Using our app architecture and the features list, we create a wireframe of the app that uses the UI and the core components. Consider this the foundations of the app or the bare bones – with no design or branding. In this design sprint, we map out every state that the app has to consider and look at the different user flows within it – for example, how a user moves from the home screen through to a basket page.
It’s also at this stage that we create a design system for the development team. This contains all of the design components needed, including the typography and the colour palette for the app which can be applied easily to different screens without recreating those consistent assets. It also has all of the documentation for how the interactions should work, every state that’s necessary and all of the variants to make everything really clear.
This is good practice which again streamlines the process by making it as easy and transitional as possible when the app comes to development.
Getting the prototype ready
Stage five: High-fidelity designs and UI
Once the wireframes and design systems are all approved by our client, it’s time to add some magic. In this design sprint, we create high-fidelity designs that act as the end goal for what the app should look like once it goes into development.
NOTE: It’s important to continually refer to the research – it’s always in the background and we add to it continually throughout the different stages of the prototyping process.
Stage six: Creating a clickable prototype
The final design sprint is where the development team gets to shine. Our designers will sit alongside them and go over every screen and flow, and confirm the details including animations, transitions and special interactions.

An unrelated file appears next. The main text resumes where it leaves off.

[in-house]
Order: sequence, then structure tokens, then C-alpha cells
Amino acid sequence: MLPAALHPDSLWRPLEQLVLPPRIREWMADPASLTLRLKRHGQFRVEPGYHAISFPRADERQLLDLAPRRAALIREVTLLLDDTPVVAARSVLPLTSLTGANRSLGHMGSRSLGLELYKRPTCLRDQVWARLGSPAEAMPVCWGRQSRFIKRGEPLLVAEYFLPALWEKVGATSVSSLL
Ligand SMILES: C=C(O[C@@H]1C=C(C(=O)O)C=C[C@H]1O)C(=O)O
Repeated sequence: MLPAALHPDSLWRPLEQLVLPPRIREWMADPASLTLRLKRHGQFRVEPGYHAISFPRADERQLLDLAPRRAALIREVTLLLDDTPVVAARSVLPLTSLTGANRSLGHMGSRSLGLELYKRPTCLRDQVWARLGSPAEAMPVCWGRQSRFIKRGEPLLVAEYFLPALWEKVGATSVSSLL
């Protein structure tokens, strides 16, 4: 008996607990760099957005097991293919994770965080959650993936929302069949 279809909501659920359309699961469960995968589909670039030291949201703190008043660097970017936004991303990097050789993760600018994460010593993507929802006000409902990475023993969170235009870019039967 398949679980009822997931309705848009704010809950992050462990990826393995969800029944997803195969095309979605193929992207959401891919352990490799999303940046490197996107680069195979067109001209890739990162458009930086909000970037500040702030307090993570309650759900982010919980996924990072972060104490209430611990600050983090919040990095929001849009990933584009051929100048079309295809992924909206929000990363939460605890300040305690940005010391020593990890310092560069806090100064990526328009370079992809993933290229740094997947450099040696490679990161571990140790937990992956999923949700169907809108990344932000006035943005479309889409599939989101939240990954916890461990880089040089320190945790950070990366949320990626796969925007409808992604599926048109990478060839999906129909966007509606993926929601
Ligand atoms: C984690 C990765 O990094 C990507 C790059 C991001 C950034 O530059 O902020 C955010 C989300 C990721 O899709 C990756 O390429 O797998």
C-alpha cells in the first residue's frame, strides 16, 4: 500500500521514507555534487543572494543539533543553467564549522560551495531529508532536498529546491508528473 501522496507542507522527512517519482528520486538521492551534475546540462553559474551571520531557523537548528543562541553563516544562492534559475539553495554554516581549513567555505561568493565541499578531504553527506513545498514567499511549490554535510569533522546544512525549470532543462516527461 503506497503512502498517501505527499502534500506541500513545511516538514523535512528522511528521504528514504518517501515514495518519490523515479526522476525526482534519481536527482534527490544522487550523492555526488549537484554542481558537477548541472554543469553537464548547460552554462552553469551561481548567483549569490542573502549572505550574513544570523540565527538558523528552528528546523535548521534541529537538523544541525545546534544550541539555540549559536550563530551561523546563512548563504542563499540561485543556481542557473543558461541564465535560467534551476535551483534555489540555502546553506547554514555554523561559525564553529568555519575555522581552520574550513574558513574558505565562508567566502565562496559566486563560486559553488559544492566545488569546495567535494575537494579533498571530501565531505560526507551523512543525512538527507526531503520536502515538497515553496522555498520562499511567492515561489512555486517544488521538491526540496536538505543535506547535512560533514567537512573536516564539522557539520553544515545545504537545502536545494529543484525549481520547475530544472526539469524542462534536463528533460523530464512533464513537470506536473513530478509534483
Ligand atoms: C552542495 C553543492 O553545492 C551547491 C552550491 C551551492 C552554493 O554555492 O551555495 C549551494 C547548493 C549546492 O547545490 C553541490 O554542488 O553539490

We add the design on top of the wireframe infrastructure in the interface design tool Figma – including the branding, colours, typography and other assets we’ve created for the app. We analyse each component specifically and dig into the details, such as: does it have certain behaviours when a user clicks? Is it interactive? Does it look as polished as other sections?
As standard during this design sprint, we carry out internal hardcore testing between our team and the client to ensure the app is up to standard. We filter this feedback into the later development process as we go so we can identify any tweaks that need to be made before we create the finished product.
If the client requests it, we user test the clickable app to see if the flows are correct and that people are making sense of what the app is doing. It’s a good way to get feedback if that’s an option the client wants to take. As always, the client can feed back directly into Figma as this process is happening, allowing us to make tweaks immediately.
At this point, when the client is happy, we’ll sign off on the project and they have a working, interactive prototype that’s ready for potential investors.
Want to take your app from idea to prototype?
If you’re considering developing an app for your business this year, we’d love to help kickstart your journey and bring your ideas to life. At Fortnight, we specialise in the design and development of mobile apps for ambitious and caring brands. Share your ideas and projects with us - let's chat!